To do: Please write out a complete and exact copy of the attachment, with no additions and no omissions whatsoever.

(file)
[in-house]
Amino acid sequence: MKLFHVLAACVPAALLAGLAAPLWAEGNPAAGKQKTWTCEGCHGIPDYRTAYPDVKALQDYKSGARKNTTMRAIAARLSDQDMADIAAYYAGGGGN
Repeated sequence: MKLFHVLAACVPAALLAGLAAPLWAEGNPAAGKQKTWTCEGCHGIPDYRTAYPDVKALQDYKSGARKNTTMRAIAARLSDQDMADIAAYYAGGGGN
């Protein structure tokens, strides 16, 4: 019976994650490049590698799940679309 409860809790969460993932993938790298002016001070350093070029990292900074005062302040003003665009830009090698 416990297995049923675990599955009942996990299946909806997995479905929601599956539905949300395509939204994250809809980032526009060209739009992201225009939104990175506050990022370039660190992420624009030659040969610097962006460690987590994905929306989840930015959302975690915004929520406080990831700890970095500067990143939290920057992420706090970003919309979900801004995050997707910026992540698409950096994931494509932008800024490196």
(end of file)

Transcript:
[in-house]
Amino acid sequence: MKLFHVLAACVPAALLAGLAAPLWAEGNPAAGKQKTWTCEGCHGIPDYRTAYPDVKALQDYKSGARKNTTMRAIAARLSDQDMADIAAYYAGGGGN
Repeated sequence: MKLFHVLAACVPAALLAGLAAPLWAEGNPAAGKQKTWTCEGCHGIPDYRTAYPDVKALQDYKSGARKNTTMRAIAARLSDQDMADIAAYYAGGGGN
């Protein structure tokens, strides 16, 4: 019976994650490049590698799940679309 409860809790969460993932993938790298002016001070350093070029990292900074005062302040003003665009830009090698 416990297995049923675990599955009942996990299946909806997995479905929601599956539905949300395509939204994250809809980032526009060209739009992201225009939104990175506050990022370039660190992420624009030659040969610097962006460690987590994905929306989840930015959302975690915004929520406080990831700890970095500067990143939290920057992420706090970003919309979900801004995050997707910026992540698409950096994931494509932008800024490196």